Talk of diacetyl has risen in recent years, especially after eight workers at a popcorn plant were diagnosed with bronchiolitis obliterans after prolonged exposure in the early 2000s. For this reason, the disease is also referred to as “popcorn lung“.
Bronchiolitis obliterans is a serious lung disease in which the smallest airways of the lungs become permanently blocked by excess scar tissue. It is often misdiagnosed as asthma, bronchitis, emphysema or even pneumonia because the symptoms are similar, with the patient experiencing a persistent cough, wheezing, shortness of breath and fatigue. The only treatment for bronchiolitis obliterans is a lung transplant.
Diacetyl (DA) is used for artificial flavoring in foods such as popcorn, flavored coffee, baking products, and oil sprays to give a smooth, buttery flavor. It can also be found in e-cigarette liquids.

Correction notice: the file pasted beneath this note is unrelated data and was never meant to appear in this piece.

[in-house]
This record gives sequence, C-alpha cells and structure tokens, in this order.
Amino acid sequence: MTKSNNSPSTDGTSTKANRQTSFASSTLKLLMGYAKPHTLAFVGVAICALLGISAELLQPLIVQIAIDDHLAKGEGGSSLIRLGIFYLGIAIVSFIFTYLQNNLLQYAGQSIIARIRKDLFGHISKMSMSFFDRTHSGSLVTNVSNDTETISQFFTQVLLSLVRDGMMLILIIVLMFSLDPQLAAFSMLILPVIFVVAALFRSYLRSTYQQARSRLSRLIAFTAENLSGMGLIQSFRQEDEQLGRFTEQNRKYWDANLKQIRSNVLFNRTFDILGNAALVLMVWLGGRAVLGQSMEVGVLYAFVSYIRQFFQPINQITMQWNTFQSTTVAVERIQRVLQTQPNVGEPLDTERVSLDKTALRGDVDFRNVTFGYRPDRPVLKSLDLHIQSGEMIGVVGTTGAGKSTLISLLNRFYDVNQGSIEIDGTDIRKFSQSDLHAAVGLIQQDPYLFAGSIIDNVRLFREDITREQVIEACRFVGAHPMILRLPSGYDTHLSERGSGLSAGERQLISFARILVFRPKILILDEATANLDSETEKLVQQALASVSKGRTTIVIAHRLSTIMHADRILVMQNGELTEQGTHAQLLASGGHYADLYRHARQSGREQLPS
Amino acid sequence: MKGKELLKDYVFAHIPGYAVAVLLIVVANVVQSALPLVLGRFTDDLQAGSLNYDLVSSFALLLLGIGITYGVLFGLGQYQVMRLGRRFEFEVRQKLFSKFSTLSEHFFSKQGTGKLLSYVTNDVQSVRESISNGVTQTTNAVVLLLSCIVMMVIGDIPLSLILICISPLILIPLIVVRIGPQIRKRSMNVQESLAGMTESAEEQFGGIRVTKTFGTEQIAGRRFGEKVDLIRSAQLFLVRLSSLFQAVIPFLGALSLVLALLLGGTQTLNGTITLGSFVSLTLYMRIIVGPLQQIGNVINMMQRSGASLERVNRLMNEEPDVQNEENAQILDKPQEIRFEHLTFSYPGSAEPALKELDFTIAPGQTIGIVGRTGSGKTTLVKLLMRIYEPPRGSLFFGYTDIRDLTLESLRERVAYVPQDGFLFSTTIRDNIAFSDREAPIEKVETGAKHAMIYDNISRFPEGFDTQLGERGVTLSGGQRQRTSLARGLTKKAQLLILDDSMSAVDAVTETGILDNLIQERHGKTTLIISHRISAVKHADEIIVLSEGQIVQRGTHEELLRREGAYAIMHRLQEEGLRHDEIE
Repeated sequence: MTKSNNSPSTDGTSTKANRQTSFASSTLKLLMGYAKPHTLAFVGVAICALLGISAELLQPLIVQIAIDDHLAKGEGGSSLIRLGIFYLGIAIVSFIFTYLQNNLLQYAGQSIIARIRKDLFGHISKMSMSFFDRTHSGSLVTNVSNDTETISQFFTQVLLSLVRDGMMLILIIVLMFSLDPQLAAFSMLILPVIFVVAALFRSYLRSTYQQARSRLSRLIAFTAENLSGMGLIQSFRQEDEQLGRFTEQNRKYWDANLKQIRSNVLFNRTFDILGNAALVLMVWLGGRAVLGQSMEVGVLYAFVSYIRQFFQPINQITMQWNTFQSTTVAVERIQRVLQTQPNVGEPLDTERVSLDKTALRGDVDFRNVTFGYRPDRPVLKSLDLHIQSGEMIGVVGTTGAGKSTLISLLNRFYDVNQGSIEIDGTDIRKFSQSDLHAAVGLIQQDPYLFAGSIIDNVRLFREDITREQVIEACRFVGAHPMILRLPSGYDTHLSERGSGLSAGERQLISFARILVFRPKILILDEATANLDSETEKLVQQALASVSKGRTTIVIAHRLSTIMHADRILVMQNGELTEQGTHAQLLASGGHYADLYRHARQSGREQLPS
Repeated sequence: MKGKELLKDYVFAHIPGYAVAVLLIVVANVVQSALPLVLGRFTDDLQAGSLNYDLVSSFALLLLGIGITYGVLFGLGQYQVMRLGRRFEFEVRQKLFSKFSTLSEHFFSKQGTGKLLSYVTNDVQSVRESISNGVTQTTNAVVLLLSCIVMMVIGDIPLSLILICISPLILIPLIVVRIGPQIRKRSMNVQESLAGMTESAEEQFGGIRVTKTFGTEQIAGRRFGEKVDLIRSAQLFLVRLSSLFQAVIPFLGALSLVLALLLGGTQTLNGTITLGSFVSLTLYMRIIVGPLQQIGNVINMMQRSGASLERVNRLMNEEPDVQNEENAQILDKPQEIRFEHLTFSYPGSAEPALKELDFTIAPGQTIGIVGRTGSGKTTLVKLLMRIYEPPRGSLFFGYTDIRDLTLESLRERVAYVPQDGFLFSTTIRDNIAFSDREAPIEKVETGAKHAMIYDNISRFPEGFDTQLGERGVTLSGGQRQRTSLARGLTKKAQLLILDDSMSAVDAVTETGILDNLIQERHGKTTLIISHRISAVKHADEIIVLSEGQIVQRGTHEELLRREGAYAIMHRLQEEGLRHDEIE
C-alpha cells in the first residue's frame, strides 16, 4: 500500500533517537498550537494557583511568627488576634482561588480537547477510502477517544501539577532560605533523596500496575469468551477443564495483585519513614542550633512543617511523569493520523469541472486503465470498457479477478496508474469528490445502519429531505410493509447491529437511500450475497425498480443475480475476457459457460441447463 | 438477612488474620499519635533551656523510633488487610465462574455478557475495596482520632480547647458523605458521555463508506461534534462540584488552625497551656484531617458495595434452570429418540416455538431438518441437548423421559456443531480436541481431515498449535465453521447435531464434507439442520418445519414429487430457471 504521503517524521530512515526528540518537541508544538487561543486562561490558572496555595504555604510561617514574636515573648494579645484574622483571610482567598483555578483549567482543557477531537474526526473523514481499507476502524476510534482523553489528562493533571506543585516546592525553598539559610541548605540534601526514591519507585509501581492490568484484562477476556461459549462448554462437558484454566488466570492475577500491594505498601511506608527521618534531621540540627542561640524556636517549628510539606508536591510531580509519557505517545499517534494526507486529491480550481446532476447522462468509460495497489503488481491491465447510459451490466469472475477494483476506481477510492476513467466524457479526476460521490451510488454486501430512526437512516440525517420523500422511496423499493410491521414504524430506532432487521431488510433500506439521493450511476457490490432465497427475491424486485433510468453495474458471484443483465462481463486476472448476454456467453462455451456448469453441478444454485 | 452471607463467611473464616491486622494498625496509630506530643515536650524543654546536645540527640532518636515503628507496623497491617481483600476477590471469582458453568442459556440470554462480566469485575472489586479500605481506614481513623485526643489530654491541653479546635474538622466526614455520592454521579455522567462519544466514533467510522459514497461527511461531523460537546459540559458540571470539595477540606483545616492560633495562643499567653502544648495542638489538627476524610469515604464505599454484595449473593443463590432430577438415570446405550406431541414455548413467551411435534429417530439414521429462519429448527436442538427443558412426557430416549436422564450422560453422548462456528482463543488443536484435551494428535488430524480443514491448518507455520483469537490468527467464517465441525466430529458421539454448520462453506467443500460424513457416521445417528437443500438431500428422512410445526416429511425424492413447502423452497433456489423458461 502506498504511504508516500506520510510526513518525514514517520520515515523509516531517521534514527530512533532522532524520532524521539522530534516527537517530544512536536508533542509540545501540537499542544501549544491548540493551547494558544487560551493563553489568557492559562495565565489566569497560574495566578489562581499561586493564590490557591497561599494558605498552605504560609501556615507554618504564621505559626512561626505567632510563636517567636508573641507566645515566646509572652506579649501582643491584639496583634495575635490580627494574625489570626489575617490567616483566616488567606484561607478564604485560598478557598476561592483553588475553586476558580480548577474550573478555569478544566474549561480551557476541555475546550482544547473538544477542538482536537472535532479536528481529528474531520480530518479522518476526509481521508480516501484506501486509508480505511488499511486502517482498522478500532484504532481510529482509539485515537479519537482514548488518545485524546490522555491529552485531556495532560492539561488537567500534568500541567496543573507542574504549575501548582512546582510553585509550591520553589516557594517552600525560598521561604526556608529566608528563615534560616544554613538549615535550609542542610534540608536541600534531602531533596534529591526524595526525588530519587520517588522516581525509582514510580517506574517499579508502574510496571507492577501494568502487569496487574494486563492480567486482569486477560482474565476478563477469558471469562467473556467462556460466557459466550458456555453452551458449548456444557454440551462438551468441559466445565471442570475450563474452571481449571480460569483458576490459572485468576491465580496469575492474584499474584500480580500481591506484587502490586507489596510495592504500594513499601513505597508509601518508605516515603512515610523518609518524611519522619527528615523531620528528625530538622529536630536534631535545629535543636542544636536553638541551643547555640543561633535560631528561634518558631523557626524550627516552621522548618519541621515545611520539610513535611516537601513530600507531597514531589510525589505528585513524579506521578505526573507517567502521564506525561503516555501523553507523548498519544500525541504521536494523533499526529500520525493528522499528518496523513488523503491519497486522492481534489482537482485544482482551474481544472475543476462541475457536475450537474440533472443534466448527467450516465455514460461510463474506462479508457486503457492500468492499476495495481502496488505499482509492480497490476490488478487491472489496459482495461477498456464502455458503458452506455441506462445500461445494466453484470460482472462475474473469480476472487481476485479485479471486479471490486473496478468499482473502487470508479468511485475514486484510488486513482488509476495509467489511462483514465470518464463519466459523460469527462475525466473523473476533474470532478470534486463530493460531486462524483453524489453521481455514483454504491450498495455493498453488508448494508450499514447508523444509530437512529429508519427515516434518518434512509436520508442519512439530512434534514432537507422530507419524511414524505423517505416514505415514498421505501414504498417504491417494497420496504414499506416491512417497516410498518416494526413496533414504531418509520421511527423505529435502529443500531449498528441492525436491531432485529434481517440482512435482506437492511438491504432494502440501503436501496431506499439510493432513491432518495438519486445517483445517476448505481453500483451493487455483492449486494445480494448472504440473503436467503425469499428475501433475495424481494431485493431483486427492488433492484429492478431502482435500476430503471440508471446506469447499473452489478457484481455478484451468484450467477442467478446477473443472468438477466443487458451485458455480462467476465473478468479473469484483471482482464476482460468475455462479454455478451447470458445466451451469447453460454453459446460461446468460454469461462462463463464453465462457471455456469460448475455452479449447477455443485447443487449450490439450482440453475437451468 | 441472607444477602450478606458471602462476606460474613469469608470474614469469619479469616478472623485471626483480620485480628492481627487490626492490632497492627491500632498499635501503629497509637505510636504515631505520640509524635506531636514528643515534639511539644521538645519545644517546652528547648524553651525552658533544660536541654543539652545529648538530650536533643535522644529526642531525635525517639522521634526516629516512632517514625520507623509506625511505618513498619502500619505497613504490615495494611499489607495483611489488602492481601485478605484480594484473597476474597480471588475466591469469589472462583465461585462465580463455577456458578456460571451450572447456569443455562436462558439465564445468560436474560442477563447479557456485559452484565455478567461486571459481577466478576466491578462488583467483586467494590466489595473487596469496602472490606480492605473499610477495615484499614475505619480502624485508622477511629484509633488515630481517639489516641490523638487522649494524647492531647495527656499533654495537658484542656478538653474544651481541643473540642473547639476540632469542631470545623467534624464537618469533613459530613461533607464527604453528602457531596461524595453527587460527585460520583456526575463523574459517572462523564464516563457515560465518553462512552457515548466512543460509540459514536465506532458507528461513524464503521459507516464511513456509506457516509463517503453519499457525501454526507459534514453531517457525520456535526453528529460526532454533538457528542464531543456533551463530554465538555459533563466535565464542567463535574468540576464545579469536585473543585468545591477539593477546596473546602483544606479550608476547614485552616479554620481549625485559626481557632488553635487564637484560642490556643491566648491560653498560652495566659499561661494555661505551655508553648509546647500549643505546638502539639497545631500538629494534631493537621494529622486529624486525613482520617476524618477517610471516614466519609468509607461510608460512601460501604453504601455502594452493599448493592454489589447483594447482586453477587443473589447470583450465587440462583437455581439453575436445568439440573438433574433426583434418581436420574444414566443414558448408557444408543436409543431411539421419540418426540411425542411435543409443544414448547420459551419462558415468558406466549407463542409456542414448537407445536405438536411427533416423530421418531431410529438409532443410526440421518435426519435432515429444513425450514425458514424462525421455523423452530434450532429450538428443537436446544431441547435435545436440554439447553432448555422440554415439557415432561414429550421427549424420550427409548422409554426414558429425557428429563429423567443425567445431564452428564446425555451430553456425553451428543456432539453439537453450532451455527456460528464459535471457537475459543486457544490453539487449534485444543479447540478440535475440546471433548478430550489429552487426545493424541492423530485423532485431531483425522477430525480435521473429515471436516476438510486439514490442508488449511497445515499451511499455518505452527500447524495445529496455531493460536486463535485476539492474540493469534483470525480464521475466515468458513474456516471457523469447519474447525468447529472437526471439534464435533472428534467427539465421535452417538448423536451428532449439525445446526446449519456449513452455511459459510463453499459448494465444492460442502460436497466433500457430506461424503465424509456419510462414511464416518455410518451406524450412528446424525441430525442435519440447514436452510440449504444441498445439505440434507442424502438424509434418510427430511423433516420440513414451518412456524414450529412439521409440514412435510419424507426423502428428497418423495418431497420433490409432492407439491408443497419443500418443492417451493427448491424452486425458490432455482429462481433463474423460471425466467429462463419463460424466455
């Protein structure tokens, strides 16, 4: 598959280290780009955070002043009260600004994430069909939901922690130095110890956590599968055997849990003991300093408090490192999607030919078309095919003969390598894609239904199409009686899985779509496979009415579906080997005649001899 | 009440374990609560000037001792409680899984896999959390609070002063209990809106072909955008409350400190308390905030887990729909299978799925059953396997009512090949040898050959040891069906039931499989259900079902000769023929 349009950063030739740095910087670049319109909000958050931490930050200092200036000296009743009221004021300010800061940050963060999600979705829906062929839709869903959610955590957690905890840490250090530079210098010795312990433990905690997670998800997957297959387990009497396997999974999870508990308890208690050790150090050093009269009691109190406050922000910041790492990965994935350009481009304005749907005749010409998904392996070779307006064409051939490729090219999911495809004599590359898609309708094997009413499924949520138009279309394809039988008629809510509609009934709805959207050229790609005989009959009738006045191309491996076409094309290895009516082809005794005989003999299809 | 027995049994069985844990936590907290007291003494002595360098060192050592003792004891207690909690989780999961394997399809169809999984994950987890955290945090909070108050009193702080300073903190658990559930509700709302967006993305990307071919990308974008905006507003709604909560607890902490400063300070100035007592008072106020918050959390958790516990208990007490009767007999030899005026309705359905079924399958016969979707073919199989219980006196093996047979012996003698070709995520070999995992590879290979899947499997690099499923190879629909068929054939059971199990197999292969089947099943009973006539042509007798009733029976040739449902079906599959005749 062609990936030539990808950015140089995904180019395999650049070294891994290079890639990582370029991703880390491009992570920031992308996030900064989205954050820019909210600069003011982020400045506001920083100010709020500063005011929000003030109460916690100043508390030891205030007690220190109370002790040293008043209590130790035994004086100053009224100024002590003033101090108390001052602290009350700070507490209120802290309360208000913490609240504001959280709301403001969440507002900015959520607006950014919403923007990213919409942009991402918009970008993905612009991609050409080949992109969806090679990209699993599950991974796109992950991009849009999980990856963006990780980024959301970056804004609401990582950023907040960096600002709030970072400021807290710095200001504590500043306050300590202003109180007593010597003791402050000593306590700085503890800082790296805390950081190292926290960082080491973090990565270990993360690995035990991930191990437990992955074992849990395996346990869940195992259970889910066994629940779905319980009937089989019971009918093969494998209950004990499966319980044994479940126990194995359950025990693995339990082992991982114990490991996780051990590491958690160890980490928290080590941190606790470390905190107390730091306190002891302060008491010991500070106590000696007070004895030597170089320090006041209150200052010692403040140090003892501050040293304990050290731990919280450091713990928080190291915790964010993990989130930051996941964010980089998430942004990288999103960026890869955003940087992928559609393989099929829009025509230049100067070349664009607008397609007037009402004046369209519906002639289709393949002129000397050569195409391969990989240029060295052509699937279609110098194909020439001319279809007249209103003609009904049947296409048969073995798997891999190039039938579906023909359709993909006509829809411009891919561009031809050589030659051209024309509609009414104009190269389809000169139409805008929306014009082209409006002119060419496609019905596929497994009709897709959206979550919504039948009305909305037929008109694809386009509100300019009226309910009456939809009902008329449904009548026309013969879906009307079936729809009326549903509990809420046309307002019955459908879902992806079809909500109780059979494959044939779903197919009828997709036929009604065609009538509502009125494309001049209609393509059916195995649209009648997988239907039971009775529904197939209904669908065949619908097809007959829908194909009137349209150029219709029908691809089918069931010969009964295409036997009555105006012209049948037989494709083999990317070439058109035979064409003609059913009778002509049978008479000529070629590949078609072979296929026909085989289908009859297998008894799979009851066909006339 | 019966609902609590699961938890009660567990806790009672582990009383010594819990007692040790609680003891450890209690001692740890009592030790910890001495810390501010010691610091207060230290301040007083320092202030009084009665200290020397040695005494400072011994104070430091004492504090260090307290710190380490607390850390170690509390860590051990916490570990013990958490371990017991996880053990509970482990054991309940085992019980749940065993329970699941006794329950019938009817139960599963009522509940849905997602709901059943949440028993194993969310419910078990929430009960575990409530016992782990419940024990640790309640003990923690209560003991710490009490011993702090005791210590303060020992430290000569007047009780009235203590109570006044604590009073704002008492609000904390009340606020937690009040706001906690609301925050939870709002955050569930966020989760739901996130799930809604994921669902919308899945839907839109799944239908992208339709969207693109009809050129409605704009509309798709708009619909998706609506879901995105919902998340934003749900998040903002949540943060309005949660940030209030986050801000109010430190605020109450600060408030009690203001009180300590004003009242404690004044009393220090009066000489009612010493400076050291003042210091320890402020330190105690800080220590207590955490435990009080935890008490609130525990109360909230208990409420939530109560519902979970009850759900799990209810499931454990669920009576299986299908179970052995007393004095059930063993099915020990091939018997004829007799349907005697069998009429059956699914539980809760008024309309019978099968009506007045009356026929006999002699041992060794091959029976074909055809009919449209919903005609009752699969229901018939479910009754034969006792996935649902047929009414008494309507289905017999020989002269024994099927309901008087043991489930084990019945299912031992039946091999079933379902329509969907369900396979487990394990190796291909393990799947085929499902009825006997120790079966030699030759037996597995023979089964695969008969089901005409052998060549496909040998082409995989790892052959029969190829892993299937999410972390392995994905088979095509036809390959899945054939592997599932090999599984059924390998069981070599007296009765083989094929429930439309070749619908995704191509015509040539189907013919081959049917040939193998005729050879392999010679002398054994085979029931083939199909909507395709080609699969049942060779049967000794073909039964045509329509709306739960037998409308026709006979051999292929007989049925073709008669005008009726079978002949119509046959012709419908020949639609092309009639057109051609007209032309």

E-cigarette manufacturers came under scrutiny when 75 percent of the e-cigarette flavorings tested for the chemical were found to contain diacetyl. Diacetyl in an e-cigarette may pose an elevated risk of hazardous exposure because the chemical is heated before inhaled.
Now a study has now linked the chemical to Alzheimer’s disease. According to the study, consumption of foods containing diacetyl may contribute to beta-amyloid protein buildup on the brain. This is a direct link to Alzheimer’s.
“In light of the chronic exposure of industry workers to DA, this study raises the troubling possibility of long-term neurological toxicity mediated by DA,” the study states.
Lawsuits aimed at flavoring manufacturers that make diacetyl are on the rise due to its heavy links to serious lung diseases such as bronchiolitis obliterans.